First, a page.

Friday, June 25, 2021

Clubmoss: An Ancient Group of Plants

clubmossIf you have ever taken a hike or just walked through the woods, I guarantee you have seen this interesting group of understory plants. Clubmoss is a fern ally that includes horsetails, spikemosses, and quillworts. They are categorized as fern allies because of the combination of a spore-producing phase and a sexual phase. There are some 1,200 species worldwide. Inside the plant classroom clubmoss is referred to as Lycopodium which interoperates to lyco– wolf; podium– foot. Common names include ground pine, running pine, and even wolf claw clubmoss.

As one would guess, the name comes from its appearance. These little guys are perennial evergreens with many small leaves. These neat ancient plants are vascular plants, meaning they have specialized tissue to conduct photosynthesis and absorb water.  Plants are connected by horizontal stems that run shallowly below ground. Or in my observation, just below thick leaf cover not quite below ground. If you see many next to each other it is most likely all one plant. This form of plant growth is called a rhizomatic root system.

clubmossThey have an interesting life stage and spore release strategy that not many see outside a plant ecology class. In developing stages of reproduction and leading up to spore release they develop a symbiotic relationship with fungi. The fungi provide essential nutrients for the reproduction stage in exchange for carbohydrates.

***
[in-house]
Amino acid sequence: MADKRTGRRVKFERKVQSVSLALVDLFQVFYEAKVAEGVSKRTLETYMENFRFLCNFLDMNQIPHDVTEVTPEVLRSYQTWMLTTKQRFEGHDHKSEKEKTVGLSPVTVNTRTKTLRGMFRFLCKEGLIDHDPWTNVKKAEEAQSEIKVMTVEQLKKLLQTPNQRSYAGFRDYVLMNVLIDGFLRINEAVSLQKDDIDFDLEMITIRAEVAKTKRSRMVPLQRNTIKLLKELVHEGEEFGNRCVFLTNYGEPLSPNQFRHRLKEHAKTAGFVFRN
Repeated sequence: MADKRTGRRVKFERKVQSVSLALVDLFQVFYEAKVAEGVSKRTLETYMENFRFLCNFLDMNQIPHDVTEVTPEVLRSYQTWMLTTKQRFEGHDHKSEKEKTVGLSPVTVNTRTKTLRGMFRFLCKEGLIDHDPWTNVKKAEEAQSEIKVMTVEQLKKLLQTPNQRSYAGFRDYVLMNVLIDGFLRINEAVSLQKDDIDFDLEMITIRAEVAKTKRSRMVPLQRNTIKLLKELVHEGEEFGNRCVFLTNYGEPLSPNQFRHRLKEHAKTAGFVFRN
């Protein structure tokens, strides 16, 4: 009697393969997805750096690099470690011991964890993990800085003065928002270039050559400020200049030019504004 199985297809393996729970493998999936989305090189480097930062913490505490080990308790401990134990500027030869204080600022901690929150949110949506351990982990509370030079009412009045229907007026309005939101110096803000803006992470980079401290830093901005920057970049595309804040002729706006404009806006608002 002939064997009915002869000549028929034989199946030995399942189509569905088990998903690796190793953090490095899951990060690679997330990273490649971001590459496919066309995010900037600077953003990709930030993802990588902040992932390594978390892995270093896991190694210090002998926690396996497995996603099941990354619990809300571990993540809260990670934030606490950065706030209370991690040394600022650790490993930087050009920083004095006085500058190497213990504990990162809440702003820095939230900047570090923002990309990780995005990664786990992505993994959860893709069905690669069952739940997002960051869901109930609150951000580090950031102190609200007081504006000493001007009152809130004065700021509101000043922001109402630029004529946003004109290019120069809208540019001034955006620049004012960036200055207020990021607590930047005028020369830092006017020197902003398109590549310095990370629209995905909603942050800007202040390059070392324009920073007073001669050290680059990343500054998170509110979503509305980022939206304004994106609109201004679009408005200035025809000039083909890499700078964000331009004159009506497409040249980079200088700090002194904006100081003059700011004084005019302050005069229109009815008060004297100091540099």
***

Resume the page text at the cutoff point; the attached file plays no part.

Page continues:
This sexual stage may lie dormant for 7 years and take up to 15 years to reach sexual maturity. Some species of clubmoss reproduce asexually by underground stems or a “runner” where groups of stem cells detach and form new plants.

 

Evolution

Lycophytes (clubmosses) are believed to have evolved 410 million years ago, making them one of the earliest groups of vascular plants to utilize water and food separately by the use of special tissues called xylem and phloem. The xylem and phloem are features found in many plants today in particular trees. The xylem is the plant structure that conducts water and nutrients upward from the roots. Inversely the phloem is conduct products downward from the leaves.

Clubmosses along with large ferns inhabited swamps in the Carboniferous period of geological history. Clubmosses resembled trees and towered to heights of 100-135ft. The plants of this time dominated the land. Deposition and decay from these plants during the Carboniferous Period engineered the world’s coalfields and oil.

Human Use

Human use of clubmoss was numerous, with medical and decorative purposes and even for pyrotechnics. Native Americans used its spores and leaves for tea to treat alignments such as urinary tract infection, headaches, and inducing labor. Some cultures used the spores as an aphrodisiac (*Whistles*). The spores are hydrophobic, meaning it repels water, so, it was used as a powder for wounds and baby rashes in the 1800s and 1900s. Its hydrophobic properties were also used to coat pills to prevent sticking. Its high oil content made it useful during ceremonial purposes by Native Americans and in stage production and fireworks. Furthermore, clubmoss was used for decoration during Christmas and now is discouraged due to its long but fascinating life cycle.

Photo: Two species of clubmoss that are commonly found in Adirondack forests. Provided by Ken Johnston